Real vows fight for RealDVD, adjusts outlook

Like everyone else, Real Networks is bracing for an uncertain economic future. But CEO Rob Glaser sees two potential bright spots that could help the company ride the storm.

Like everyone else, Real Networks is bracing for an uncertain economic future. But CEO Rob Glaser sees two potential bright spots that could help the company ride the storm. On an earnings call with analysts, Glaser said that the company's latest product, the controversial RealDVD, which allows users to import DVD movies into a computer hard drive, is a product worth fighting for.

A lawsuit by the Hollywood studios has prompted a temporary restraining order on the product but Glaser said the legal fees will be worth it and that RealDVD is product worthy of more investment, especially given the favorable reviews. "We're excited about this category," Glaser said. The case's next hearing is scheduled for January.

Also see: RealDVD goes live, let the lawsuits begin

Secondly, he believes that big-ticket items will be harder hit by the economy, compared to smaller-sale items, such as individual music tracks or subscription services like the recently-launched partnership with Verizon Wireless, called VCast Music with Rhapsody. That monthly subscription is billed through Verizon Wireless.

On Wednesday, the company reported a third quarter loss of $4.5 million, or 3 cents per share, on revenue of $152.0 million. In the same quarter a year ago, Real Networks reported earnings of $4.3 million, or 3 cents, on revenue of $145.million. Gross margin was 59% in the third quarter of 2008, compared with 61% a year earlier. Analysts surveyed by Thomson Reuters had predicted a loss of 3 cents per share on revenue of $153.5 million.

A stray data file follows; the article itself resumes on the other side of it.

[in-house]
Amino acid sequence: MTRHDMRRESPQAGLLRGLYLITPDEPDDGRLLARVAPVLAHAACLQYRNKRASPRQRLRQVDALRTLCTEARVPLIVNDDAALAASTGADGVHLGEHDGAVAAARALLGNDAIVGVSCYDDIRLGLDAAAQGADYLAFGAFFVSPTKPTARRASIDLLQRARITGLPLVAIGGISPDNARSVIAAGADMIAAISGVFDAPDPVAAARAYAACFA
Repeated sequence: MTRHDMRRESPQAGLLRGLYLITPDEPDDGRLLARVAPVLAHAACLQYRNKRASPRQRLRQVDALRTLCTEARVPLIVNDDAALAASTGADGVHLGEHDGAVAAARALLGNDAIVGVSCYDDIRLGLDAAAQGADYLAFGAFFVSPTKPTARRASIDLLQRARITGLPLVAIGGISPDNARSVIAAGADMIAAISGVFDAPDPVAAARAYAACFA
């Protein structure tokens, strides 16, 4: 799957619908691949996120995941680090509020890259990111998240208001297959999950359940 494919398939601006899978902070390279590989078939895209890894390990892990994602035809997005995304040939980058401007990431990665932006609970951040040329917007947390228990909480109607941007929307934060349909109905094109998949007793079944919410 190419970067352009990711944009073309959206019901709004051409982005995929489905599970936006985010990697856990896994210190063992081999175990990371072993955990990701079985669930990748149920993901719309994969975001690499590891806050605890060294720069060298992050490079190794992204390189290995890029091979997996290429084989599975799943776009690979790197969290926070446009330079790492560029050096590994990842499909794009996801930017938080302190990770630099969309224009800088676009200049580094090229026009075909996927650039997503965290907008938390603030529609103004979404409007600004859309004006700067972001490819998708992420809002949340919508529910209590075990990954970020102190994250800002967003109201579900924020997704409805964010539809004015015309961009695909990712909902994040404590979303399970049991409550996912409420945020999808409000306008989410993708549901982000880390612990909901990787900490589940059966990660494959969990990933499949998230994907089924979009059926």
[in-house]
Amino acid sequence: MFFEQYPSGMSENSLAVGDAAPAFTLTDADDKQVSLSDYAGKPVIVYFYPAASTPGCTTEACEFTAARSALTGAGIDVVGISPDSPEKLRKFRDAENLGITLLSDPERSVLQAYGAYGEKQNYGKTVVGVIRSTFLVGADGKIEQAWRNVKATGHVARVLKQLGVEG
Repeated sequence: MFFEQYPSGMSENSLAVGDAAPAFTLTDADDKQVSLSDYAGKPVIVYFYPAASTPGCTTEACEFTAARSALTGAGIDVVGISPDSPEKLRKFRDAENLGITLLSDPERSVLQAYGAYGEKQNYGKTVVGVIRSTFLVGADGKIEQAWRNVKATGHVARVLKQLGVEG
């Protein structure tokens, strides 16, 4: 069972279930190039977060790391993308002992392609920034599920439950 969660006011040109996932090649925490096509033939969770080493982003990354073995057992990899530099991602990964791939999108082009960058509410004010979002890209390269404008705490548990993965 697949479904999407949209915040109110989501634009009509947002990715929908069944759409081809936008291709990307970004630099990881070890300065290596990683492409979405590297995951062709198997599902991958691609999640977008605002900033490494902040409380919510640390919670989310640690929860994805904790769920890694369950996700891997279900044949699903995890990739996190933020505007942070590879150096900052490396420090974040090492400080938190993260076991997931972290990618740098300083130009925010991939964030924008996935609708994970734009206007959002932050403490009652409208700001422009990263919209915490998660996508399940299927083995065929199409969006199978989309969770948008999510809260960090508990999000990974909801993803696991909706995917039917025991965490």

The company also adjusted its guidance for the fourth quarter and full year. For the quarter, it expects a loss of 4 cents to 1 cent on revenue of $150 million to $157 million. For the year, it expects a loss of 6 cents to 3 cents on revenue of $602 million to $609 million.

RealNetworks said its fourth quarter outlook will be hurt by the stronger dollar - a common theme among companies with international operations. A strong dollar minimized international growth when revenue is converted back to the greenback. Conversely, a weak dollar boosts sales overseas. The company said 20 percent to 25 percent of its revenue is international--primarily the euro and Korean Won. While the currency fluctuations aren't the entire story - RealNetworks expects online advertising and consumer spending to slow - they play a role.

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